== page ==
If you’re sticking to the rules, you’ll be popping to the shops less frequently, so at home, we’re working hard to make our food go further and really clamp down on our food waste.
Just because something has been in the fridge for a week, doesn’t exactly mean you need to chuck it in to the food waste bin. And if you’re taking food out of its packaging when you’ve brought it home to really stay safe, then you might not remember the use by dates!
So, here’s a handy guide to how long your fresh items will last in the fridge, what you can freeze to make them last longer, and what you need to keep an eye on in the cupboards.
Milk, Cheese and Yogurts
One of the best revelations of the past few weeks has been that yes, we can freeze milk! Obviously if you have children, milk consumption in your house will be at its peak, however for those who have need for milk but not a litre per day, we suggest making milk ice cubes with your trays which you can use as and when you need them.
For milk alternatives, try to buy the non-chilled versions so you can safely store them in the cupboard until you need them. After that, you’ve got a good 10-14 days of freshness once opened.
We’ve had the same freezing revelation when it comes to our cheese; grate whatever (hard) blocks you have and pop in a freezer bag. Just take handfuls whenever you need them, and they’ll defrost super quick thanks to being grated.
Yogurt is pretty hardy, but one that can only be kept in the fridge and eaten within two weeks of purchase.
Fruit and Veg
The list is endless when it comes to fruit and veg, so we’re going to focus on the most used staples you’re bound to be buying.
You know the saying ‘don’t judge a book by its cover’? Take that view when it comes to the beloved banana. Just because the skin has turned, the fruit could still be fine! When you’ve brought them home, they’ll last 2 – 5 days at room temperature, then you can pop them in the fridge for up to a week!
Apples will keep for up to a month in the fridge (once ripe) and to keep your berries fresh, freeze them and only use when needed.
Your beloved avocados need just a touch of TLC, so leave them at room temperature if you’ve bought them still green. Keep an eye on them and once ripe, they’ll keep in the fridge for around 3-5 days. If you’re only using half at a time, use the half without the stone and squeeze a little lemon juice on the other half to keep it fresh in the fridge. You can tell when your avo is ripe as the skin will have darkened. You can also give it a gentle squeeze to check for a slight softness, but they’ll also be good to go if the little stem has dropped off – or is just about to.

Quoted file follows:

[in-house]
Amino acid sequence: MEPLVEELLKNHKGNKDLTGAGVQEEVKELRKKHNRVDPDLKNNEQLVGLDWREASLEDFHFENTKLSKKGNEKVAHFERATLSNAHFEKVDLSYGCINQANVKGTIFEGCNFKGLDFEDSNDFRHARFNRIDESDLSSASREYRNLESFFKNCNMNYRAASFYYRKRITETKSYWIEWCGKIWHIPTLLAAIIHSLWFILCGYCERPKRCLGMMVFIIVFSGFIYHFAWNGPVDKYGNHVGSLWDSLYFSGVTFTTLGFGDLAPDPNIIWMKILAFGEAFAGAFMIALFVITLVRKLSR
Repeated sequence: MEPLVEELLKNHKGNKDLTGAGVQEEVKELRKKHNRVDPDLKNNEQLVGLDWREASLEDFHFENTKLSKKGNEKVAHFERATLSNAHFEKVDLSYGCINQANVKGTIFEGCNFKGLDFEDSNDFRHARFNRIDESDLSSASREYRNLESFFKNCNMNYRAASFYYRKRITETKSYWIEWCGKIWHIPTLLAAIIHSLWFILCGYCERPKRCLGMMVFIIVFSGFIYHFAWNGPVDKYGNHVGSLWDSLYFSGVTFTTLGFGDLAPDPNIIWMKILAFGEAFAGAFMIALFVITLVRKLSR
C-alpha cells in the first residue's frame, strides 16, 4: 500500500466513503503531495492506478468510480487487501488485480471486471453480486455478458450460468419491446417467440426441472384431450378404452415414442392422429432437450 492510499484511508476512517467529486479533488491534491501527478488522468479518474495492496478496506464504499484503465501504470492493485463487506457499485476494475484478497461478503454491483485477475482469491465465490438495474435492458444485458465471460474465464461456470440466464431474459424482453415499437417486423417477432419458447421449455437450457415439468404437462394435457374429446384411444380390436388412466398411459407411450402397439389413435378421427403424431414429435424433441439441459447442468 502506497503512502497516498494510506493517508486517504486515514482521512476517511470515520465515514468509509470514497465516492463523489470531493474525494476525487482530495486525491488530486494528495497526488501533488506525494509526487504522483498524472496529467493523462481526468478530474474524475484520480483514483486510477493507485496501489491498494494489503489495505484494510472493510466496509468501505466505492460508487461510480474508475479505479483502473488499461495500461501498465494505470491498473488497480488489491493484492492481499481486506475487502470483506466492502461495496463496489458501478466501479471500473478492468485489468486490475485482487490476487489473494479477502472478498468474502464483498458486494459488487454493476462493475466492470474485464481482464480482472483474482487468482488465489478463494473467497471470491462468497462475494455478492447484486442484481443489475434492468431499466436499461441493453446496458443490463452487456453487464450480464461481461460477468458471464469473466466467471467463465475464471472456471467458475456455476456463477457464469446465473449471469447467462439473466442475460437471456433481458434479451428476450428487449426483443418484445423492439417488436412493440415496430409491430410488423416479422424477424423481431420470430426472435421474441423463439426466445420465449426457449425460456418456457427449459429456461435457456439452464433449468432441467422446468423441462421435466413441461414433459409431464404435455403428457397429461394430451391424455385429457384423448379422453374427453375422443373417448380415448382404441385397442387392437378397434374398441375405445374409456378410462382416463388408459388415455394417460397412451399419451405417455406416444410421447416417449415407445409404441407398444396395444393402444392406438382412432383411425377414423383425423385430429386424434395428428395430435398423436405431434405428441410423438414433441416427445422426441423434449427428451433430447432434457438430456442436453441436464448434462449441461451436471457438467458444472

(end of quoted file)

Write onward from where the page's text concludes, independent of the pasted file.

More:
Broccoli is another hardy veg to keep as a staple and will last a week when kept in the fridge. You could also blanch and freeze which means you could keep it for even longer
Meat, Fish and Poultry
As a general rule, unless you’re using it immediately, we’d freeze our fresh, raw meat and poultry as soon as we get home. To save space, take it out of the packaging and into a freezer bag – we know space is getting tight in there, so this will help squeeze it all in! But what about mince you ask? That too! Take it out of the packaging, into a freezer bag and squash it down so that it’s flat – it takes up less space and will defrost quicker!
Fresh fish should be frozen as soon as you buy it so it can be the freshest and tastiest when you go to cook it. Cod will last up to eight months frozen, while salmon will be good for up to three months. If in the fridge, make sure you cook fish within a couple of days. After that, it will keep for around four days.
Chicken breasts can be stored for around 9 – 12 months in the freezer, or a couple of days in the fridge (important to stick to the use by date on this one!), while bacon and sausages will be okay for a month or two in the freezer (seven and 1-2 days respectively in the fridge).
Sauces and Relish
There’s no hard and fast rule about our beloved sauces, and we’re not about to start a debate on whether ketchup should be stored in the fridge or the cupboard! With condiments, use your common sense. Usually, if you open a jar of anything you should keep it in the fridge and use within five days at least, but the likes of mayo can last up to two months chilled, so stick to the guidance on the packaging and you’ll be sorted. Don’t discard if there’s a little water on top when you open up, just give it a stir and you’ll be good to go!
When it comes to cutting down on waste, it’s as much about your planning and storage as the cooking. It starts by only buying what you need – don’t go shopping without a list! And taking that extra few minutes to unpack and store away as suggested above will help you further reduce your food waste at home.
You can find more food waste reducing ideas over in our Green Kitchen.